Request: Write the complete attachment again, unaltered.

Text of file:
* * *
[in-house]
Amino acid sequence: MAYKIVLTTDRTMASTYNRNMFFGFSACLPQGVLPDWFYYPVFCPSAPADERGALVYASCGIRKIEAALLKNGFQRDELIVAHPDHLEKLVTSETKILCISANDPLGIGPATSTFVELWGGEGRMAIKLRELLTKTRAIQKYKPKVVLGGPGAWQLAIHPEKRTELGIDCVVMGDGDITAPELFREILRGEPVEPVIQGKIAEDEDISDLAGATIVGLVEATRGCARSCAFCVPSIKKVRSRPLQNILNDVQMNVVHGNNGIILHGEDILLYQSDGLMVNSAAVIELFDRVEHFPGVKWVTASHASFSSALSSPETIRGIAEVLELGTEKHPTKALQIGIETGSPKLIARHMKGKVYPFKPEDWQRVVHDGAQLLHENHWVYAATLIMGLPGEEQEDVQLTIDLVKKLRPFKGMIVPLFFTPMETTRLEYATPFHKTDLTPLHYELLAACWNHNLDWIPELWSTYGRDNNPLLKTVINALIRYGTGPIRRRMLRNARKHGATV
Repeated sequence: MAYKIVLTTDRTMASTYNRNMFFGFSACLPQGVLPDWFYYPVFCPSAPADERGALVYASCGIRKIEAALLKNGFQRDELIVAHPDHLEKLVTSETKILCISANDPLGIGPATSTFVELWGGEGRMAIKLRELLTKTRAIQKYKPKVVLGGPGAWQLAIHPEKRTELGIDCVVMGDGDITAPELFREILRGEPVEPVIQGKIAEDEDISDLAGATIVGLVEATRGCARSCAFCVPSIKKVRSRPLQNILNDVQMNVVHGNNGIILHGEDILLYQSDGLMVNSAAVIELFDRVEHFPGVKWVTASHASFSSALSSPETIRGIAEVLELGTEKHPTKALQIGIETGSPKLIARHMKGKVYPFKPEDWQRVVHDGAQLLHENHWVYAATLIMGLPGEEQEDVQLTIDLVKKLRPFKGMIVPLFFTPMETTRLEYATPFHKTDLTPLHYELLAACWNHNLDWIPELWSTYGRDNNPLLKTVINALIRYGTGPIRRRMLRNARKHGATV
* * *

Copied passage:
[in-house]
Amino acid sequence: MAYKIVLTTDRTMASTYNRNMFFGFSACLPQGVLPDWFYYPVFCPSAPADERGALVYASCGIRKIEAALLKNGFQRDELIVAHPDHLEKLVTSETKILCISANDPLGIGPATSTFVELWGGEGRMAIKLRELLTKTRAIQKYKPKVVLGGPGAWQLAIHPEKRTELGIDCVVMGDGDITAPELFREILRGEPVEPVIQGKIAEDEDISDLAGATIVGLVEATRGCARSCAFCVPSIKKVRSRPLQNILNDVQMNVVHGNNGIILHGEDILLYQSDGLMVNSAAVIELFDRVEHFPGVKWVTASHASFSSALSSPETIRGIAEVLELGTEKHPTKALQIGIETGSPKLIARHMKGKVYPFKPEDWQRVVHDGAQLLHENHWVYAATLIMGLPGEEQEDVQLTIDLVKKLRPFKGMIVPLFFTPMETTRLEYATPFHKTDLTPLHYELLAACWNHNLDWIPELWSTYGRDNNPLLKTVINALIRYGTGPIRRRMLRNARKHGATV
Repeated sequence: MAYKIVLTTDRTMASTYNRNMFFGFSACLPQGVLPDWFYYPVFCPSAPADERGALVYASCGIRKIEAALLKNGFQRDELIVAHPDHLEKLVTSETKILCISANDPLGIGPATSTFVELWGGEGRMAIKLRELLTKTRAIQKYKPKVVLGGPGAWQLAIHPEKRTELGIDCVVMGDGDITAPELFREILRGEPVEPVIQGKIAEDEDISDLAGATIVGLVEATRGCARSCAFCVPSIKKVRSRPLQNILNDVQMNVVHGNNGIILHGEDILLYQSDGLMVNSAAVIELFDRVEHFPGVKWVTASHASFSSALSSPETIRGIAEVLELGTEKHPTKALQIGIETGSPKLIARHMKGKVYPFKPEDWQRVVHDGAQLLHENHWVYAATLIMGLPGEEQEDVQLTIDLVKKLRPFKGMIVPLFFTPMETTRLEYATPFHKTDLTPLHYELLAACWNHNLDWIPELWSTYGRDNNPLLKTVINALIRYGTGPIRRRMLRNARKHGATV